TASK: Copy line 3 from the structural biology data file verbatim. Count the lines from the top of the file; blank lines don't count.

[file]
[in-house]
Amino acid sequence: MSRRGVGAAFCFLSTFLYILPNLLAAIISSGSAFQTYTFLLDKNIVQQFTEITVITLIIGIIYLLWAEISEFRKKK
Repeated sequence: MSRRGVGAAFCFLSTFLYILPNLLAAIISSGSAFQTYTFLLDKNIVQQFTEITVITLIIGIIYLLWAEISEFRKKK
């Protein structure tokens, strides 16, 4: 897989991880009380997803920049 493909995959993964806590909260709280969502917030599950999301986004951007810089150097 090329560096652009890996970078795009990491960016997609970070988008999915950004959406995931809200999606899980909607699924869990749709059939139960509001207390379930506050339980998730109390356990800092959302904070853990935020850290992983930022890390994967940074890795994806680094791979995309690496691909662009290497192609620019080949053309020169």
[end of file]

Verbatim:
Repeated sequence: MSRRGVGAAFCFLSTFLYILPNLLAAIISSGSAFQTYTFLLDKNIVQQFTEITVITLIIGIIYLLWAEISEFRKKK